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The Little Way Of Tom Sullivan

Tom Sullivan, 1961-2021 (via Carlo Lancellotti)

A tribute from a friend:

 

I knew Tom too, and have been praying for him daily since I heard he was severely ill (he died of cancer this morning in Houston, in hospice care). Everything Carlo says here is true. I wrote this about Tom last week, on my Substack:

I mentioned to you in a post the other day that my old friend Tom is dying in Houston, where he has lived for the last few years, working as an academic librarian. He has esophageal cancer, and has been moved to hospice to await the end. Tom and I met in the early 1990s, when we both worked at The Washington Times. We stayed in touch over the years. Though we weren’t really close, we were fond of each other. I always admired Tom’s sweet spirit. He was, and is, a generous friend.

When we first met, I was on my way into the Catholic Church. Tom was an enthusiastic member of Communion and Liberation, the international Catholic movement founded by Monsignor Luigi Giussani, a priest of Milan, in the 1950s. He invited me to come be part of the local community in Washington. I went to a couple of events, liked everybody I met, but didn’t feel that its spirituality was quite right for me. I’m not much of a joiner, anyway. It’s strange, because I can see theoretically the need for community, but I have such a difficult time being part of one. This is a character flaw of mine, I concede. Anyway, Tom and I remained friends, and I admired, even envied, the sense of joy and solidarity he had within CL, even though I, for reasons of my own, couldn’t be part of it.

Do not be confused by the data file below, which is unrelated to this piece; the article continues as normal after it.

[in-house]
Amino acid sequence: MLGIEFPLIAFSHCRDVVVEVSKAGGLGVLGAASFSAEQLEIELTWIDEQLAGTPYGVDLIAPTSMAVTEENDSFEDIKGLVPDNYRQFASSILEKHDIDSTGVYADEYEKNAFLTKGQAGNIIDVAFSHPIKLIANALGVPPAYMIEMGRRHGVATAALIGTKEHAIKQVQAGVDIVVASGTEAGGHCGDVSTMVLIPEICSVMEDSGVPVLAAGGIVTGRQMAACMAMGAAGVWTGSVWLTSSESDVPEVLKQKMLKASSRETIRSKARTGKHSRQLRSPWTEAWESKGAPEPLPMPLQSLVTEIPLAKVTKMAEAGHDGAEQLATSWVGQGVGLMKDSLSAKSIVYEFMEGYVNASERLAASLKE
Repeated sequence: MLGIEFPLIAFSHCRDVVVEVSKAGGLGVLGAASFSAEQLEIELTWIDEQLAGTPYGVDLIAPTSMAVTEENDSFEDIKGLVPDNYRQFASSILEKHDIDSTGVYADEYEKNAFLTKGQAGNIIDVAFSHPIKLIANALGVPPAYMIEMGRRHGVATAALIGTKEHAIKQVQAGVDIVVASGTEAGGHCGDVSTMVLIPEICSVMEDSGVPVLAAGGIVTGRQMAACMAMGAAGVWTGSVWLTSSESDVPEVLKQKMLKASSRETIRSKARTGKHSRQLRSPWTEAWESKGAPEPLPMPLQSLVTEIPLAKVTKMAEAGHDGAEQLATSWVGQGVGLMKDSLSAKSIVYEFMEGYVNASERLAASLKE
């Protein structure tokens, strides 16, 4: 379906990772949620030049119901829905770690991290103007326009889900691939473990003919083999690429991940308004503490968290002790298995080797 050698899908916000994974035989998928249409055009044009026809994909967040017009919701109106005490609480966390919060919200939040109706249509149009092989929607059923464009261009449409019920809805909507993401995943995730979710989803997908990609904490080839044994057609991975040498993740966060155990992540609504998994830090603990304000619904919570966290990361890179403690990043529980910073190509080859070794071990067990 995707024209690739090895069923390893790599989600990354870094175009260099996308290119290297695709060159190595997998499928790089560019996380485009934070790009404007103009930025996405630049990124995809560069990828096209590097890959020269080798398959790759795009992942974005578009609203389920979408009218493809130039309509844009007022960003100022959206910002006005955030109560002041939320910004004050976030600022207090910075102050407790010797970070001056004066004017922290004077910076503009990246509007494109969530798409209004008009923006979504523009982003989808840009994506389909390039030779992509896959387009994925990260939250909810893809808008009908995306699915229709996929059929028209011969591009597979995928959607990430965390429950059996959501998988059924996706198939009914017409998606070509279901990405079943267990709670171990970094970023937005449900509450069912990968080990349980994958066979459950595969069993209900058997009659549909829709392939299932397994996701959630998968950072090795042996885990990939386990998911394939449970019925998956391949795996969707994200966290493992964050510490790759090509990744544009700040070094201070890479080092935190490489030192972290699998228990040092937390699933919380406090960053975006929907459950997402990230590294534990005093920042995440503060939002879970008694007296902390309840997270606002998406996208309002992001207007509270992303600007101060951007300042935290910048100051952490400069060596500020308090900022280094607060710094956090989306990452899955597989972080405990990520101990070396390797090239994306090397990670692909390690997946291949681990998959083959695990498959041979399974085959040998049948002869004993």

A couple of years after I left Washington for Florida, Tom moved from DC to New York City, and joined up with the CL community there. We renewed our friendship when I moved to New York in 1998. More recently, Tom took a job in Houston, where there is a strong CL community. They received him, and he built a good life with them.